Jonathan Baugh is an Associate Professor in the Department of Chemistry and the Institute for Quantum Computing at the University of Waterloo. His research group investigates the potential of semiconductor nanoelectronics for scalable quantum information applications. Dr. Baugh obtained a PhD in Physics in 2001 at the University of North Carolina at Chapel Hill, and did seminal work on nuclear magnetism in quantum dots during postdoctoral studies at the University of Tokyo. He has published more than 60 research papers across many subfields, including magnetic resonance, quantum control, quantum transport, quantum dots, nanowires, proximity superconductivity, nanomechanics and materials science. Recently, he has engaged the engineering community by giving invited tutorials on emerging quantum technologies at several international semiconductor/microelectronics conferences.
Simone Pisana received his PhD at the University of Cambridge in 2008. His graduate studies focused on electronic properties of novel nanostructured materials such as carbon nanotubes, semiconducting nanowires, and graphene. He then joined Hitachi Global Storage Technologies (now Western Digital) as a Postdoctoral Researcher and continued on to become Research Staff Member in 2010 and Senior Research Manager in 2014. While in industry, he worked on nanoscale magnetic field sensing devices and energy-assisted magnetic recording technologies. Dr. Pisana joined the Department of Electrical Engineering and Computer Science in the Lassonde School of Engineering at York University in 2014 as Associate Professor, and is serving as Graduate Program Director since 2018. His research is aimed at exploring transport phenomena in nanoscale devices & materials for energy efficient nanoelectronic device engineering. He is Senior Member of the IEEE, and has authored over 40 refereed journal articles with over 8,000 citations and 12 US patents & applications.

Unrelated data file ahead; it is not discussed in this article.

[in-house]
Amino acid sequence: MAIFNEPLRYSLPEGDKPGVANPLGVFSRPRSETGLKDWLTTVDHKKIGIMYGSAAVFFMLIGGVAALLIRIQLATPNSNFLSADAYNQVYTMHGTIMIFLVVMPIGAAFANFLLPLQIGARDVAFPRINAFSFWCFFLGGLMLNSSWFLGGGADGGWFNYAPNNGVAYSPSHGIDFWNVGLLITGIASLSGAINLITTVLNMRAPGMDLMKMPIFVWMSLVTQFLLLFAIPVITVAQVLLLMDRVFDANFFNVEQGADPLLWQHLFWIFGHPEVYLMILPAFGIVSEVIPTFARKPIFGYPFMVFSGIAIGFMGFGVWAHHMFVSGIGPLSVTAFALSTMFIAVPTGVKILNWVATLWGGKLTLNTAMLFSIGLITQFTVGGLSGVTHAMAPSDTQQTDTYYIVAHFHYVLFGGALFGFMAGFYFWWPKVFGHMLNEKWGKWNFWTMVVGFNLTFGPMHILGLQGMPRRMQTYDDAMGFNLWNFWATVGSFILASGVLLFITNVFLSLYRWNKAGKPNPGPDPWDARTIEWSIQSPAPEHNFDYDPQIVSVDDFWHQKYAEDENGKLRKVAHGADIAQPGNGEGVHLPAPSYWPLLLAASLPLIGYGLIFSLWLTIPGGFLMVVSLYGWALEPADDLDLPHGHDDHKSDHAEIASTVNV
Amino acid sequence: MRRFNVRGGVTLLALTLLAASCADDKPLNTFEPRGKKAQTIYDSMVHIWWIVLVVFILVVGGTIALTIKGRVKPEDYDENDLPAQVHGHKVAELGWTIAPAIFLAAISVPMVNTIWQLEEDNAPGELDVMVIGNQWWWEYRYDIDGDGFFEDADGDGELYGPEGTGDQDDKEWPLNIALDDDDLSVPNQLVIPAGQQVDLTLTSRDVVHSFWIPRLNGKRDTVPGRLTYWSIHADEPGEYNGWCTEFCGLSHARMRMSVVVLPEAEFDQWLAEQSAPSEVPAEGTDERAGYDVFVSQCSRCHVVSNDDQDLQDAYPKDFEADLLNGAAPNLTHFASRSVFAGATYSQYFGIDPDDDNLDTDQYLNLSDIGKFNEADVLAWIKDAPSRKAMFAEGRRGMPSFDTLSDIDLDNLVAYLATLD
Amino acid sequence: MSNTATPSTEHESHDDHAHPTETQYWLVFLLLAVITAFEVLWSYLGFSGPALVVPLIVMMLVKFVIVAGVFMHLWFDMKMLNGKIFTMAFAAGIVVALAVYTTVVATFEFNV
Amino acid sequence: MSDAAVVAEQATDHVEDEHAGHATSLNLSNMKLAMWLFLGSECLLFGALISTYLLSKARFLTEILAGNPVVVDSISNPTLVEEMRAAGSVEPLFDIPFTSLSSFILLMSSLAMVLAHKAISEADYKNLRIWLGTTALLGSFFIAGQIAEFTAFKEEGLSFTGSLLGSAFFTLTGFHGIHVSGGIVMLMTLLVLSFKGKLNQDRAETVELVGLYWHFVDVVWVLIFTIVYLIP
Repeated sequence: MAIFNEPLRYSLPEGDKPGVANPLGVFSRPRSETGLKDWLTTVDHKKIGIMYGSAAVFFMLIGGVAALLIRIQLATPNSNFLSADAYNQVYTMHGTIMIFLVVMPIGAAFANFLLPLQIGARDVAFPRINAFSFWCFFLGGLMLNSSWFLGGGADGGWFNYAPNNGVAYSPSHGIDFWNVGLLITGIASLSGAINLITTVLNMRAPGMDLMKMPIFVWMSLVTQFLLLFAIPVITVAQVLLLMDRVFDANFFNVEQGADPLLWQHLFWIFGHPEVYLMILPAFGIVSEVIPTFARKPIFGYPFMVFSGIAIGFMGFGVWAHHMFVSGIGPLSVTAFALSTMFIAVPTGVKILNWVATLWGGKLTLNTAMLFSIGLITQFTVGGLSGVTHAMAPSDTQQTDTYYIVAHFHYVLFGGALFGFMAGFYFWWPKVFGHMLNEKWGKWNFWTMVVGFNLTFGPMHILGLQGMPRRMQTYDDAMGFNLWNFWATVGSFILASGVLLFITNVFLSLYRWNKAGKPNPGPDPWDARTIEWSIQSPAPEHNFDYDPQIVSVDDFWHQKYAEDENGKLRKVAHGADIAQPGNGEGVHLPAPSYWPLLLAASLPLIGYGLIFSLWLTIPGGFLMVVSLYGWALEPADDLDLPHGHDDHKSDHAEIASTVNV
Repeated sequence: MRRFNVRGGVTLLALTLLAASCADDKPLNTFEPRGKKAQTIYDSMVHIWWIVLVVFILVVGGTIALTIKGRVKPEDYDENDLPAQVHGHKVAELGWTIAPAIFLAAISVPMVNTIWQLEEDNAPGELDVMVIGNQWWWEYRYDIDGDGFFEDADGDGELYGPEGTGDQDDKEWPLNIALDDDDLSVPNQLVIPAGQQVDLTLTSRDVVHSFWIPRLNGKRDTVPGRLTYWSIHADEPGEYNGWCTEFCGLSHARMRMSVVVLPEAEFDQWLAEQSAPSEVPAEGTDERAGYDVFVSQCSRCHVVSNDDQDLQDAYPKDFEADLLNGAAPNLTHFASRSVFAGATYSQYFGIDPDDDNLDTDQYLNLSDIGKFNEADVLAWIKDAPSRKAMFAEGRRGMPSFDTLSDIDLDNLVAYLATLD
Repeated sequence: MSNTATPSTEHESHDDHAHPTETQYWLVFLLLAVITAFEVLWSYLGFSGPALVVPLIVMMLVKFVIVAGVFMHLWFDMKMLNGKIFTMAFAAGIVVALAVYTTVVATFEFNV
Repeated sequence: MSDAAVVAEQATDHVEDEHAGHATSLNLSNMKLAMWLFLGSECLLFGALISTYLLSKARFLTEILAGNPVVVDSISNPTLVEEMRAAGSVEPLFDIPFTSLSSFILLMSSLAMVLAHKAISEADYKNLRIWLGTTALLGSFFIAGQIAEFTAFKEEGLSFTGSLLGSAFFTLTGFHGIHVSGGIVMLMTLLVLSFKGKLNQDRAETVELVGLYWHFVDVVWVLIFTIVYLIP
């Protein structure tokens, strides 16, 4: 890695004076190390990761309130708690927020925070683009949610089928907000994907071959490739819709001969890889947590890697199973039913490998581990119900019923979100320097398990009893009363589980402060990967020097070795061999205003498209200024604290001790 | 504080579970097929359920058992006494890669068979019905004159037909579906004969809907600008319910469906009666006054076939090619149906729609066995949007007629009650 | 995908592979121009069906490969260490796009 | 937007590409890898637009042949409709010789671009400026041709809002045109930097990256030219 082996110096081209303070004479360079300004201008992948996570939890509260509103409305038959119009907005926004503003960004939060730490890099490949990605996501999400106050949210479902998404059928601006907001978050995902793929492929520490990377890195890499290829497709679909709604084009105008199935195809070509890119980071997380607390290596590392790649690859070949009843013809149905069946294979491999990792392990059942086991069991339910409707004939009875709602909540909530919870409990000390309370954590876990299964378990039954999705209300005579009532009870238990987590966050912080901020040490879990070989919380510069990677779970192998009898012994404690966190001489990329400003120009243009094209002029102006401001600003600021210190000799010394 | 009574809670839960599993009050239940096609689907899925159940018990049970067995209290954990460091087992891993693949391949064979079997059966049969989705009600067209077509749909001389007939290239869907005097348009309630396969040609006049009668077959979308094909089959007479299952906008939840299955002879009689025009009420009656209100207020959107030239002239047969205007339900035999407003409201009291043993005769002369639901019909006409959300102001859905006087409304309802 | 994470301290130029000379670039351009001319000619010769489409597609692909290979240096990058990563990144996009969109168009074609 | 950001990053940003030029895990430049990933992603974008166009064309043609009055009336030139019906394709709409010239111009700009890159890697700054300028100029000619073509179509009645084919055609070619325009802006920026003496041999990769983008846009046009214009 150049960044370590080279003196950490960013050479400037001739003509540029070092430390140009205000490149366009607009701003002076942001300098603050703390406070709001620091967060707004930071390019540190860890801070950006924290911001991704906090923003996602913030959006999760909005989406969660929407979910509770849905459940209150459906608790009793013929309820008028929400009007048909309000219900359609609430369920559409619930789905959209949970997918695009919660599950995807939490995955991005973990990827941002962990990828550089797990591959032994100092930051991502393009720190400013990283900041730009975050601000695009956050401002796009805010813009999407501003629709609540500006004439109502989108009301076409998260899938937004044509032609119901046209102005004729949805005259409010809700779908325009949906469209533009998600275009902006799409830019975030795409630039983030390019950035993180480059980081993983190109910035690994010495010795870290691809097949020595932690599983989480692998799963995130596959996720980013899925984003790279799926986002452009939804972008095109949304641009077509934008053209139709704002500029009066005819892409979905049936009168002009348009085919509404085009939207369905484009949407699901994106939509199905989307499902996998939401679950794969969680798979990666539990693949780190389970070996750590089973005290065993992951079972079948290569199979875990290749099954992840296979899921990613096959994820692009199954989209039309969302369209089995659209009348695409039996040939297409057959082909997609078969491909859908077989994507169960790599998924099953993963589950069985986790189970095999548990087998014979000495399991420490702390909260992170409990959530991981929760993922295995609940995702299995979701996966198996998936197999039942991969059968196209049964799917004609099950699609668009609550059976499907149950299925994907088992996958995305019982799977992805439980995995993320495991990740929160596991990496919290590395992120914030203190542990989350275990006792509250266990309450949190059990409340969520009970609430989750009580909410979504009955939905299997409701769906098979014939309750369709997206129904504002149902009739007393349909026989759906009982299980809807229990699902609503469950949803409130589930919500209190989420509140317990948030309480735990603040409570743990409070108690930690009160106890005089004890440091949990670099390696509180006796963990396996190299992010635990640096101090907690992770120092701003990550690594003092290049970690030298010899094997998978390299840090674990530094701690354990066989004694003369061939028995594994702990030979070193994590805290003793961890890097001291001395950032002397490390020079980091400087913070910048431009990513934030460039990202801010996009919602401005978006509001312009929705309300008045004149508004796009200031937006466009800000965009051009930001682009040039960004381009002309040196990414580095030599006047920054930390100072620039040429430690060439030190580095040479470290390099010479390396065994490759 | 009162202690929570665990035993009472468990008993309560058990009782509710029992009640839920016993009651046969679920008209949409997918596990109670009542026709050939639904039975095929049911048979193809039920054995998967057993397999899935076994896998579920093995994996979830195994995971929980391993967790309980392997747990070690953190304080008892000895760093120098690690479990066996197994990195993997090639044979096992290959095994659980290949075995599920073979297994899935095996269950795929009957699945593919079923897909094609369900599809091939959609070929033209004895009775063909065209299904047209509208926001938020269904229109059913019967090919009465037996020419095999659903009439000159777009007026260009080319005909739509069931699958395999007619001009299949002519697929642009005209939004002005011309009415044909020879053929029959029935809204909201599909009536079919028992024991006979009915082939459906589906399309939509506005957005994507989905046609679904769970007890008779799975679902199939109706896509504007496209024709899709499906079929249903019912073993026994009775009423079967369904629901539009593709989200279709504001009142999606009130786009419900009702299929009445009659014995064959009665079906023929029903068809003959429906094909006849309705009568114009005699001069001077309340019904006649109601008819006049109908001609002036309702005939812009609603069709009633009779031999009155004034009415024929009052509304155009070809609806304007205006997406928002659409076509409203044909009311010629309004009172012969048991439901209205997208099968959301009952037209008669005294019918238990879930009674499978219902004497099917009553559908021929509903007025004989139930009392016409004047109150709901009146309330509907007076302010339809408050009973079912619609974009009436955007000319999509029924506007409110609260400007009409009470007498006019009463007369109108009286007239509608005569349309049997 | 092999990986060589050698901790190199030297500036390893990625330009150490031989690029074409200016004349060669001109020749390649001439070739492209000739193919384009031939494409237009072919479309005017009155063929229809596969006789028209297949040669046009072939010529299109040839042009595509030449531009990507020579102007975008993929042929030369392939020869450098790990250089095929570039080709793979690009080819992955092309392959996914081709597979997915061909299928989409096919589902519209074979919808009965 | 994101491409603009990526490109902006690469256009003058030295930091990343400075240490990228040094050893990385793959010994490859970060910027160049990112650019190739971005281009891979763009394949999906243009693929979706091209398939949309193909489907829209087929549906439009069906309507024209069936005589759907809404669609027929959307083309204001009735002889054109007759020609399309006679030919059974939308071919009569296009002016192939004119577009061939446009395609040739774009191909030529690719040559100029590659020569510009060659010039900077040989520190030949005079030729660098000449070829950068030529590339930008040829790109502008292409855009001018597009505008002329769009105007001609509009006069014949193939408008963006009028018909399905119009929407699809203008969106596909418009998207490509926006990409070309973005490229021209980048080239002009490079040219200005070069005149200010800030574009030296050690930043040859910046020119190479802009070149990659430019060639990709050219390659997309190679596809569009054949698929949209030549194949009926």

Michael Hilke is currently a faculty member in the department of Physics at McGill University. After completing his doctorate at the University of Geneva on disordered systems, he joined the group of Daniel Tsui (Physics Nobel laureate in 1998) in Princeton in 1996 to work with on two dimensional electron systems, where he discovered the quantized Hall insulator. After joining McGill in 2001 he built-up the Quantum Nano Electronics Laboratory (QNEL), a low temperature laboratory and a facility for the fabrication, processing and simulations of quantum, nano and low dimensional materials as well as applications in the biomedical field. He was the director of INTRIQ (Center for Quantum Information in Quebec) for 3 years, director of CPM (Center for the physics of Materials) at McGill for 6 years, and director of RQMP (Advanced Materials Center in Quebec) for 2 years. He is also active in several research projects on physics education research using new smart online learning tools.
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